“The dispute is no longer one of principles or goals—it is now merely a question of pace and means.  And no one maintains that the obligation to use our resources efficiently and thoughtfully depends solely on the Federal Government….Conservation is the job of us all.”

            Kennedy wasn’t there long—70 minutes—and he lived only another two months.  But the Pinchot Institute has continued to prosper.  In collaboration with the U.S. Forest Service, the institute provides a prominent voice for rational, science-based management of the nation’s natural resources. 


Dwyer, Dan.  1963.  The Day JFK Was Here.  Port Jervis Union-Gazette, September 24, 1963.  Available at:  Accessed June 25, 2019.

Kennedy, John F.  1963.  Remarks of the President at Pinchot Institute for Conservation Studies, Milford, Pennsylvania, September 24, 1963.  Available at:  Accessed June 25, 2019.

Pinchot Institute for Conservation.  History.  Available at:  Accessed June 25, 2019.

This Month in Conservation

February 1
Afobaka Dam and Operation Gwamba (1964)
February 2
Groundhog Day
February 3
Spencer Fullerton Baird, First U.S. Fish Commissioner, Born (1823)
February 3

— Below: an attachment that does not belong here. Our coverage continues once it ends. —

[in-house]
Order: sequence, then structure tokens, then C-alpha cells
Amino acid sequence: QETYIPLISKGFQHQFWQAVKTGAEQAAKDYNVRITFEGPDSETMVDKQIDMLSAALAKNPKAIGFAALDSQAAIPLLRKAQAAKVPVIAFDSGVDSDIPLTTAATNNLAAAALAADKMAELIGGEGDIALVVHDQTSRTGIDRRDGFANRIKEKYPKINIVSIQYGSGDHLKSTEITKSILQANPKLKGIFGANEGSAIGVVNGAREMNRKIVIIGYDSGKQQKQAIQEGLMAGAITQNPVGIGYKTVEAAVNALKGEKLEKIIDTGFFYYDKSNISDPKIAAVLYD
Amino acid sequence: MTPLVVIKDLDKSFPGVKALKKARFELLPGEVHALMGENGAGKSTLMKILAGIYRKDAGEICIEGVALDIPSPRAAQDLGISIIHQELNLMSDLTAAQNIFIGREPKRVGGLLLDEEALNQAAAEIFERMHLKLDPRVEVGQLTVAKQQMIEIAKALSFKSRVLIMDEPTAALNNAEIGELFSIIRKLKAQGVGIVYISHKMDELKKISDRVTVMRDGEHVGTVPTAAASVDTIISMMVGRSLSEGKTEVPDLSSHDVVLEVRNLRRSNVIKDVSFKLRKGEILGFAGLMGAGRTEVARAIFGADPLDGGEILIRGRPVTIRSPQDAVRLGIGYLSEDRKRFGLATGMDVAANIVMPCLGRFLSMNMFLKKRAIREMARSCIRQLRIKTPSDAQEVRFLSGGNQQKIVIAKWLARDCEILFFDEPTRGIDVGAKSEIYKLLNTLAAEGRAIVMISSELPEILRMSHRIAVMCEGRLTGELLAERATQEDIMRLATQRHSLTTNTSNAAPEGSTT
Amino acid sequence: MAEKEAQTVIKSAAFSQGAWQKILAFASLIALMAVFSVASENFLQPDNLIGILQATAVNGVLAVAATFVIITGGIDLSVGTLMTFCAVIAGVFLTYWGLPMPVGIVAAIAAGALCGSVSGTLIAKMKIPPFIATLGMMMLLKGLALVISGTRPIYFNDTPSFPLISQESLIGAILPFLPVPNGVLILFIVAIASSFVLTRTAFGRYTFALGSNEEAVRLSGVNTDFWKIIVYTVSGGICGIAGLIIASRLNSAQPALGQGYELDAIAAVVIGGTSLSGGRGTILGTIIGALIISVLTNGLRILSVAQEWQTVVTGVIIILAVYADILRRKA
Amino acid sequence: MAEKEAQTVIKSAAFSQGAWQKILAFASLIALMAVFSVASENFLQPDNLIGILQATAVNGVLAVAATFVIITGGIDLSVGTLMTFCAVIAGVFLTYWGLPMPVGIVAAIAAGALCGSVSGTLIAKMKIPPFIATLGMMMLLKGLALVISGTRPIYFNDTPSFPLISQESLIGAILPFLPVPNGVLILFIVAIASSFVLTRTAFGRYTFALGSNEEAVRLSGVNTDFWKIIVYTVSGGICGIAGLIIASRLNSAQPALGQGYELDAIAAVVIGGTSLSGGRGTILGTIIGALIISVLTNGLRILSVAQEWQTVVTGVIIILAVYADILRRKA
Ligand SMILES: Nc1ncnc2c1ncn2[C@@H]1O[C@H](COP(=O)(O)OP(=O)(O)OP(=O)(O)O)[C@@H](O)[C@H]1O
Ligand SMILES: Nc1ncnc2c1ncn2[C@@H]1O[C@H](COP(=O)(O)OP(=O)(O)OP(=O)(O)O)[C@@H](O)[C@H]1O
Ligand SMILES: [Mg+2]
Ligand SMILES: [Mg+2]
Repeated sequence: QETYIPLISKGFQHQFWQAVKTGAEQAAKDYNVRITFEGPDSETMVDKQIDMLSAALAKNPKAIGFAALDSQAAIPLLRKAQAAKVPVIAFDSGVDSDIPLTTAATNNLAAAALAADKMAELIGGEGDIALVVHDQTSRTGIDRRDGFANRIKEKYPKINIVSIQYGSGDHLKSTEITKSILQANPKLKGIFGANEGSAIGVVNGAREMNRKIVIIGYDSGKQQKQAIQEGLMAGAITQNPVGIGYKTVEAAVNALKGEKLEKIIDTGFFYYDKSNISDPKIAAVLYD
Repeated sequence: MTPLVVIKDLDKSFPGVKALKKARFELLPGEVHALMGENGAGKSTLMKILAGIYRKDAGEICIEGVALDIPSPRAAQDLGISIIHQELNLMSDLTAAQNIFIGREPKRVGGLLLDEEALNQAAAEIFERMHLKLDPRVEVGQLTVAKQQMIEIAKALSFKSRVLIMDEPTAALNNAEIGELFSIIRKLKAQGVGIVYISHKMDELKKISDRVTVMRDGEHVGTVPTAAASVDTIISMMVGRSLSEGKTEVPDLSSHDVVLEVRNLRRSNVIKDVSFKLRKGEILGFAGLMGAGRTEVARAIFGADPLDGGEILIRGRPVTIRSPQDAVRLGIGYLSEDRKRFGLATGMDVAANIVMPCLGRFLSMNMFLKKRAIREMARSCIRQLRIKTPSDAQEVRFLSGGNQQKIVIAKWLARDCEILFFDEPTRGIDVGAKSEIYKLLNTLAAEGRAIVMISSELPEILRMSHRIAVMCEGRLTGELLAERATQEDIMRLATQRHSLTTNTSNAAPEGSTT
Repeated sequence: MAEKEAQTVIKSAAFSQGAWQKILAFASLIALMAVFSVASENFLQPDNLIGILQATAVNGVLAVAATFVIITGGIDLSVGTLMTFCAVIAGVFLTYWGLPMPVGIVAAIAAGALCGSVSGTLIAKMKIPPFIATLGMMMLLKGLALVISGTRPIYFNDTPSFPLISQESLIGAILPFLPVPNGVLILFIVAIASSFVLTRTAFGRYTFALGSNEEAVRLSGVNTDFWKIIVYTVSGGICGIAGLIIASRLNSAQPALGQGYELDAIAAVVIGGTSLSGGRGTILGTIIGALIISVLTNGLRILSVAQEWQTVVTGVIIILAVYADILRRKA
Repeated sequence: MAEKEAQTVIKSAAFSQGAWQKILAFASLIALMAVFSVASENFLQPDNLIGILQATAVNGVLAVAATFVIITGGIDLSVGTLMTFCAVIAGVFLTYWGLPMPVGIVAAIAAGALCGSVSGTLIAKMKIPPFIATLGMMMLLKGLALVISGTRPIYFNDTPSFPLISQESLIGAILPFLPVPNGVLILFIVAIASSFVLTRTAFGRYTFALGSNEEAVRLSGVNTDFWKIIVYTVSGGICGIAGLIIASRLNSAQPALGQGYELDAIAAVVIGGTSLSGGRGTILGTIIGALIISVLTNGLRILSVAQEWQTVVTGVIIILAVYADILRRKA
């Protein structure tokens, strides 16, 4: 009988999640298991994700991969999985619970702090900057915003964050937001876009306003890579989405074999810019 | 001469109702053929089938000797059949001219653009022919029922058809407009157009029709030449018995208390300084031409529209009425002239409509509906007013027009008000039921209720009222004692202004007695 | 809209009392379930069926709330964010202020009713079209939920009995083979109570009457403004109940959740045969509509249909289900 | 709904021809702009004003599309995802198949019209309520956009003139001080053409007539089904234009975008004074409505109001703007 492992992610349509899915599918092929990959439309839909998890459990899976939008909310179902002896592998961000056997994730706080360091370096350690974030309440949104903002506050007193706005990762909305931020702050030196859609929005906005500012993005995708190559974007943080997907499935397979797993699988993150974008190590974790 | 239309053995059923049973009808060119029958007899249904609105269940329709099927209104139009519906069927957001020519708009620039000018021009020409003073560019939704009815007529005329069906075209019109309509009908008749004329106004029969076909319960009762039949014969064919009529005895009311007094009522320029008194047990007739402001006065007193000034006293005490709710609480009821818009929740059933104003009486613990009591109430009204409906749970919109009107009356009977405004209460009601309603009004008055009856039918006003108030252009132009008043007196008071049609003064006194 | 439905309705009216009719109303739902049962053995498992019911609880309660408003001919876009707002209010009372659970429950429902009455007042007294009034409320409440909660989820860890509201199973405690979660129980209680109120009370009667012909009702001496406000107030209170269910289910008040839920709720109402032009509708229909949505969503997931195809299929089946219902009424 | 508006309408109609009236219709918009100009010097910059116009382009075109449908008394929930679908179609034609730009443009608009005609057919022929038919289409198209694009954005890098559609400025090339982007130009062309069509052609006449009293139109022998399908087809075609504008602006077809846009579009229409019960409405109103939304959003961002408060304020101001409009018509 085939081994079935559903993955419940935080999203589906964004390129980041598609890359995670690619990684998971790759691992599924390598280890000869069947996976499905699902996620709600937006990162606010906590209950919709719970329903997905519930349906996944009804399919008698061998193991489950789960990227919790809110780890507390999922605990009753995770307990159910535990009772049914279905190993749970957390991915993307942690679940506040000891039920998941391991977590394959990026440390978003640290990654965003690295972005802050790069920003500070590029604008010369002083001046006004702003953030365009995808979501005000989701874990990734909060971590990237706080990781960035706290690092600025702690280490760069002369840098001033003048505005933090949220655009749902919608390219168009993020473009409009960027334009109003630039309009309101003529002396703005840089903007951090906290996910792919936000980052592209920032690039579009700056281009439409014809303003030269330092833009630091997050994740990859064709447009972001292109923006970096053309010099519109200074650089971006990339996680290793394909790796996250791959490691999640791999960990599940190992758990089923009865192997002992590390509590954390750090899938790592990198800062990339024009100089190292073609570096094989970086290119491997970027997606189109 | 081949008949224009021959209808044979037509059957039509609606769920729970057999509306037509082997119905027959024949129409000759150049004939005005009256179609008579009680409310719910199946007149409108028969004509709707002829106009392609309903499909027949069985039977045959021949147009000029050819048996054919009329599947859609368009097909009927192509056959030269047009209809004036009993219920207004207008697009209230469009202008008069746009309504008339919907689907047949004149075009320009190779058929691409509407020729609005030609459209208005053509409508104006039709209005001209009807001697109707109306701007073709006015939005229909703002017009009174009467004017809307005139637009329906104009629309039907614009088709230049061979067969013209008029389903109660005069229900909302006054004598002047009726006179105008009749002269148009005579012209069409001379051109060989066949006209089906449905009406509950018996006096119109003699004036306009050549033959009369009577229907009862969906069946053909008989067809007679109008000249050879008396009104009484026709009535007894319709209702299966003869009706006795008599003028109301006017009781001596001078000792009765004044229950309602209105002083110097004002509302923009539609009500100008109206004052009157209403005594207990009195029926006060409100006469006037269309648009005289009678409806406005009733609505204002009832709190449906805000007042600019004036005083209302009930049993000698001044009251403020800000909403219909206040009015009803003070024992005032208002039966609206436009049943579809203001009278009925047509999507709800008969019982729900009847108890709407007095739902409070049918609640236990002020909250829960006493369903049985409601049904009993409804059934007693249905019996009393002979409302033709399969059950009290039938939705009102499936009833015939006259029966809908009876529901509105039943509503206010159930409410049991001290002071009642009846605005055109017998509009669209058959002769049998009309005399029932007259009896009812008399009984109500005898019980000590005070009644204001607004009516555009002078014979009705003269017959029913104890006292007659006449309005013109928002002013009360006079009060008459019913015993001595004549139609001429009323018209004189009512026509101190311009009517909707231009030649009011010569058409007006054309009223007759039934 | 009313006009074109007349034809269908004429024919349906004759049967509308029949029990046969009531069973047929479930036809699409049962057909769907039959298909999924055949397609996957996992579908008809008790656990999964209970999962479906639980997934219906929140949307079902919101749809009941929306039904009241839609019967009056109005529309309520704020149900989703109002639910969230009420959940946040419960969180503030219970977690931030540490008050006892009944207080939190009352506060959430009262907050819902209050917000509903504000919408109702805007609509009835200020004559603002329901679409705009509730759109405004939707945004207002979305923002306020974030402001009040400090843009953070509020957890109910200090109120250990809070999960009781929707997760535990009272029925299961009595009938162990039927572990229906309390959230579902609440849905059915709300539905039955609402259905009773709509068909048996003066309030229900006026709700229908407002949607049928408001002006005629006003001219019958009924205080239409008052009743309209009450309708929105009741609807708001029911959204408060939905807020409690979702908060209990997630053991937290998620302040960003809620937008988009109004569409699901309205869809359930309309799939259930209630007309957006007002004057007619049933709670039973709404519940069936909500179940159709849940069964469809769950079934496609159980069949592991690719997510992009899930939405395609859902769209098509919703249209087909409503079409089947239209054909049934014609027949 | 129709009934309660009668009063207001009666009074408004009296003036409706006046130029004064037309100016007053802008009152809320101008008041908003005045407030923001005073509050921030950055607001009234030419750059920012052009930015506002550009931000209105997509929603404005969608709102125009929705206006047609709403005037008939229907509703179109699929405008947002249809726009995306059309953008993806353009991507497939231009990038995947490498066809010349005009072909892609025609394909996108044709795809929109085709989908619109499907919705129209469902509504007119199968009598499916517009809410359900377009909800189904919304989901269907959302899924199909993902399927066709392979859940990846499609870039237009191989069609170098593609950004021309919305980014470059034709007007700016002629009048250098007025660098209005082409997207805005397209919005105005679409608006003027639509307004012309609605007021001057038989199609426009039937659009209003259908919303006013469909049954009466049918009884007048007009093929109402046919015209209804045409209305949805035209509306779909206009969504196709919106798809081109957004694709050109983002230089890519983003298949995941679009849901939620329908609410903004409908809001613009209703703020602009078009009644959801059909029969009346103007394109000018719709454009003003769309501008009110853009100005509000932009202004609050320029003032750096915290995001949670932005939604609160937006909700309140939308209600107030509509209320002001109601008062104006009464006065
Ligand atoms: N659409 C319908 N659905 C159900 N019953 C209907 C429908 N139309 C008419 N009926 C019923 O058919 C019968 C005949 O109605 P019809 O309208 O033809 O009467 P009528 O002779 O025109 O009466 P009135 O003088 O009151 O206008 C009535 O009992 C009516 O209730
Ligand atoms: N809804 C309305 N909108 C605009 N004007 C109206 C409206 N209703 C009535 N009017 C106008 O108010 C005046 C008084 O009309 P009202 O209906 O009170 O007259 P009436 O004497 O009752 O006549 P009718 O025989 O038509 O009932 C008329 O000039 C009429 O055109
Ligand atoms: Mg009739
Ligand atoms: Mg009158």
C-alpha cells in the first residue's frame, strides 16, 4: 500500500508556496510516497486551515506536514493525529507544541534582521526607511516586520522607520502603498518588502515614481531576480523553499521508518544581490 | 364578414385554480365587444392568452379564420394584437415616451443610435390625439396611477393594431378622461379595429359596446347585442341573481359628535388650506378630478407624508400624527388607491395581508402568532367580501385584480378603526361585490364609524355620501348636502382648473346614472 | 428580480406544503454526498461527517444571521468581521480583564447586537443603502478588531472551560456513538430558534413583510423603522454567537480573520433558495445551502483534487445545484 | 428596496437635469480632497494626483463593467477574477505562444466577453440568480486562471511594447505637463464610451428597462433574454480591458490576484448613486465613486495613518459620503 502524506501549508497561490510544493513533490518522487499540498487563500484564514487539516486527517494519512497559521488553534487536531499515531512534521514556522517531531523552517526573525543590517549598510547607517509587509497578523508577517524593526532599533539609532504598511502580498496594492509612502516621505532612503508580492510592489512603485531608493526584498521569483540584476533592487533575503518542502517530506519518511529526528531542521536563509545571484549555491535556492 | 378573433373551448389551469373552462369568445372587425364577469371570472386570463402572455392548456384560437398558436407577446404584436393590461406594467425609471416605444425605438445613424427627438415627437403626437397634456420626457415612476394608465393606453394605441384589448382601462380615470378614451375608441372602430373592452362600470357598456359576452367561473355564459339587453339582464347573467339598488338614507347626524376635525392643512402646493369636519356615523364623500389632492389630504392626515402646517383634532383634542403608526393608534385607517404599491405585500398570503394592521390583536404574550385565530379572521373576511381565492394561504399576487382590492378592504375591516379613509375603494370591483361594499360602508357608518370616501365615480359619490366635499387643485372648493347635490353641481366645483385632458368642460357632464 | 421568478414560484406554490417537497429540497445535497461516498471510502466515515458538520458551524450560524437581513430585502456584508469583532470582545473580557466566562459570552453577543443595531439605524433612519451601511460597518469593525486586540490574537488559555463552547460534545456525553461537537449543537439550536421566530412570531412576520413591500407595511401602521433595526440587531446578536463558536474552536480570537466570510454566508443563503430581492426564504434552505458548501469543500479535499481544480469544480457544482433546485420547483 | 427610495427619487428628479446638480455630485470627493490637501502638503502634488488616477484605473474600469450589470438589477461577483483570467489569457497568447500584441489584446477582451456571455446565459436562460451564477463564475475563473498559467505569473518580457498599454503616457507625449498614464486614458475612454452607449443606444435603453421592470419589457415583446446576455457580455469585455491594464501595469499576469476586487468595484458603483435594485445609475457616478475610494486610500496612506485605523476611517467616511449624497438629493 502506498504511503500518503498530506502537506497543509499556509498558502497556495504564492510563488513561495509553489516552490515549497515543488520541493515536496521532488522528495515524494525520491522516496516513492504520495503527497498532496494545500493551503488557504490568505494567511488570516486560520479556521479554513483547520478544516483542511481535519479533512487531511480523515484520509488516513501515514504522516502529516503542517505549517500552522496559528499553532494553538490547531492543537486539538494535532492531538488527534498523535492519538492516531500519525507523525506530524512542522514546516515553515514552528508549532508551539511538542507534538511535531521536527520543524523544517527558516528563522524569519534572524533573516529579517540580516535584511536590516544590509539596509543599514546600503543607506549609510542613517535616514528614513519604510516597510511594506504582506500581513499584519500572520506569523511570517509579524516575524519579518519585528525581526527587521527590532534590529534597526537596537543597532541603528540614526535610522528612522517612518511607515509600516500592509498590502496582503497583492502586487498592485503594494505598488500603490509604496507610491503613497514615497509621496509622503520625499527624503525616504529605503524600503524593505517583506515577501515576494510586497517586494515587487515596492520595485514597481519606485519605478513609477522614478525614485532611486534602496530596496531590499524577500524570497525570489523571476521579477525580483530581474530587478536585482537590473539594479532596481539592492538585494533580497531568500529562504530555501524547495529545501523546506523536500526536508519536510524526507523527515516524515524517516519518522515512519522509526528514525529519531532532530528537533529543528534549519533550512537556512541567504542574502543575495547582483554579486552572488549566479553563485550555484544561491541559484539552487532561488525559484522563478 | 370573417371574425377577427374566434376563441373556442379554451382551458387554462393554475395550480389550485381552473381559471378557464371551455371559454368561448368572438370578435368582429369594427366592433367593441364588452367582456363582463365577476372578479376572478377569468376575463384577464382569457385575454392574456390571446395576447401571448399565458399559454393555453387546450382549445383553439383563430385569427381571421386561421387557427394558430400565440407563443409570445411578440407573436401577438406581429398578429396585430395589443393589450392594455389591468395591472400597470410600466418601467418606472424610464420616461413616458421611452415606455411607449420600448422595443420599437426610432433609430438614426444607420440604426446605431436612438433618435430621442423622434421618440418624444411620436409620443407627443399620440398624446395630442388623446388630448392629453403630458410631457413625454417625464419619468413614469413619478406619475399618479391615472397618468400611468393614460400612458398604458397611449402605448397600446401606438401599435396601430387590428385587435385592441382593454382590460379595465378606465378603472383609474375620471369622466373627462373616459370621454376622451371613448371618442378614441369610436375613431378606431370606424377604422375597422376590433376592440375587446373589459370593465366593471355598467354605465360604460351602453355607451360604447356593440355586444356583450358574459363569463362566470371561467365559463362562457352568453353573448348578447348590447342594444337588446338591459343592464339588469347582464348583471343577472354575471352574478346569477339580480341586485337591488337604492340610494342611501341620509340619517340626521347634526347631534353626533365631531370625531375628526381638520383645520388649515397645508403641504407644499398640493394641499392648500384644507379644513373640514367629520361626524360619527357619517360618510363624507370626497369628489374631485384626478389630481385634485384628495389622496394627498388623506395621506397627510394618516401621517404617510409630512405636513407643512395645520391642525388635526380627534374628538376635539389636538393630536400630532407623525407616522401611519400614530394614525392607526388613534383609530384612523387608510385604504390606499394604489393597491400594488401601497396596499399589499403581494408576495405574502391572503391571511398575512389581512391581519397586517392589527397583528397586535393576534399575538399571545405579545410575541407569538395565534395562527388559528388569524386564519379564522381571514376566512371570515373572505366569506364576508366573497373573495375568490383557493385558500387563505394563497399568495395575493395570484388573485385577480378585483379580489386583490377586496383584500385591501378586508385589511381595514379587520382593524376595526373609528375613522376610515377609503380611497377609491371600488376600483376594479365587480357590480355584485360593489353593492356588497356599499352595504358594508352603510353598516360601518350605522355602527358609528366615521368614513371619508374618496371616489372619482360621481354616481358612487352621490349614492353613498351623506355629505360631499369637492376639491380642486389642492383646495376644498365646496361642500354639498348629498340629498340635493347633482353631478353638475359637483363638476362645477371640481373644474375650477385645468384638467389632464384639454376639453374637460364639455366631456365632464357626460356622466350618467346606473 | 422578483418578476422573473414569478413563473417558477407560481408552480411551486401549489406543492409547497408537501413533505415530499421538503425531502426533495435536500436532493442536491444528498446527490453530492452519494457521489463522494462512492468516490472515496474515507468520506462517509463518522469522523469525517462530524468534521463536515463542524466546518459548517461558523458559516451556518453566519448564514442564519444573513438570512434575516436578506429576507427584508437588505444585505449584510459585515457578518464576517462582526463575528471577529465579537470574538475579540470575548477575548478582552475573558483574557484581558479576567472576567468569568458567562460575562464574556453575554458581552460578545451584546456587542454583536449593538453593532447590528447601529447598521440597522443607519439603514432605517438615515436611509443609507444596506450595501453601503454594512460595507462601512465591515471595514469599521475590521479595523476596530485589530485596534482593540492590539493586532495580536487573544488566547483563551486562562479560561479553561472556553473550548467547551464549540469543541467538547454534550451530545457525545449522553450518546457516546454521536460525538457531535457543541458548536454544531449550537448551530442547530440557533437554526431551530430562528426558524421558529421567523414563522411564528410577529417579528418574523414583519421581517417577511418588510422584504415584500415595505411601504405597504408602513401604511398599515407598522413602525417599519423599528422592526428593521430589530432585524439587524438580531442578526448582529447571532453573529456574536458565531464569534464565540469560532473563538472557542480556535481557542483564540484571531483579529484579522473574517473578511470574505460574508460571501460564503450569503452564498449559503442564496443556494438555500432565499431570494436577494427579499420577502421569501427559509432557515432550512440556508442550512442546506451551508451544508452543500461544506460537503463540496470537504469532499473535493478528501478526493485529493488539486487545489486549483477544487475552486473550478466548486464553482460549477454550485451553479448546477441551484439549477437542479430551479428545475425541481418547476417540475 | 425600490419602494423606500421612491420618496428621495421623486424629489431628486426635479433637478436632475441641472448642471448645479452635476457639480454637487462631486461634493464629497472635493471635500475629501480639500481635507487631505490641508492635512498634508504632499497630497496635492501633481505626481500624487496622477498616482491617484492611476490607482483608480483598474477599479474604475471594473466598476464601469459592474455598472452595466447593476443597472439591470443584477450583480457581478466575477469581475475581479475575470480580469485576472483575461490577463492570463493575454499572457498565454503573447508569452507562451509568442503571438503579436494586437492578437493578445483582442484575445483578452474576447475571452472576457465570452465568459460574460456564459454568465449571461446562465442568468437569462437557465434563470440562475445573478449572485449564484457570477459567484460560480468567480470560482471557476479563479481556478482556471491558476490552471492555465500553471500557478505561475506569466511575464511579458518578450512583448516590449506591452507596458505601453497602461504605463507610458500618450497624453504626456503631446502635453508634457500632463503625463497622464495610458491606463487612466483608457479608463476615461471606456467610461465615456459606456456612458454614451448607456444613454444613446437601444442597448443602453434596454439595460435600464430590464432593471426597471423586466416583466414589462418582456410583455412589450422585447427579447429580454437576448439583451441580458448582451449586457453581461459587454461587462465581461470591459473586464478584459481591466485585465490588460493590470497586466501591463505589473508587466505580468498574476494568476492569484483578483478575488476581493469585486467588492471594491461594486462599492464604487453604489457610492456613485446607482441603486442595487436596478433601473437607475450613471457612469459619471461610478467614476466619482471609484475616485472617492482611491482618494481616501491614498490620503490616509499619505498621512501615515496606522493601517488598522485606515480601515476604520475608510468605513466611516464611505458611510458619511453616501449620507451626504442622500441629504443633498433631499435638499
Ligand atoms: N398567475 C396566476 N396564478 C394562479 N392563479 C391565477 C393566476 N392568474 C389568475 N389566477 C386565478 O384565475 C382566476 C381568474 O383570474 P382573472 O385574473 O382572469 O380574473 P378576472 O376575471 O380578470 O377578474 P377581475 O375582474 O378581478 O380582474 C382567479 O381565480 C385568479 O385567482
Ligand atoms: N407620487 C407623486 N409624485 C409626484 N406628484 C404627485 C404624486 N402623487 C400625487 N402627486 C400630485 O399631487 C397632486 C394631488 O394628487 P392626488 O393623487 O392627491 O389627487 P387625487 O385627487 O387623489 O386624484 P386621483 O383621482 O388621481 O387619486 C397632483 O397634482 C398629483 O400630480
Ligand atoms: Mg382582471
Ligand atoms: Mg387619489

George Adamson, African Lion Rehabilitator, Born (1906)
February 4
Congress Overrides President Reagan’s Veto of Clean Water Act (1987)
February 5
National Wildlife Federation Created (1936)
February 6
Colin Murdoch, Inventor of the Tranquilizer Gun, Born (1929)
February 7
Karl August Mobius, Ecology Pioneer, Born (1825)
February 8
President Johnson Addresses Congress about Conservation (1965)
February 8
Lisa Perez Jackson, Environmental Leader, Born (1982)
February 9
U.S. Fish Commission Created (1871)
February 10
Frances Moore Lappe, author of Diet for a Small Planet, born (1944)
February 11
International Day of Women and Girls in Science
February 12
Judge Boldt Affirms Native American Fishing Rights (1974)
February 13
Thomas Malthus Born (1766)
February 14
Nature’s Faithful Lovers
February 15
Complete Human Genome Published (2001)
February 16
Kyoto Protocol, Controlling Greenhouse-Gas Emissions, Begins (2005)
February 16
Alvaro Ugalde, Father of Costa Rica’s National Parks, Born (1946)
February 17
Sombath Somphone, Laotian Environmentalist, Born (1952)
February 17
R. A. Fischer, Statistician, Born (1890)
February 18
World Pangolin Day
February 18
Julia Butterfly Hill, Tree-Sitter, Born (1974)
February 19
Lincoln Boyhood National Memorial Established (1962)
February 20
Ansel Adams, Nature Photographer, Born (1902)
February 21
Carolina Parakeet Goes Extinct (1918)
February 22
Nile Day
February 23
Italy’s Largest Inland Oil Spill (2010)
February 24
Joseph Banks, British Botanist, Born (1743)
February 25
First Federal Timber Act Passed (1799)
February 26
Four National Parks Established (1917-1929)
February 27
International Polar Bear Day
February 28
Watson and Crick Discover The Double Helix (1953)
February 29
Nature’s Famous Leapers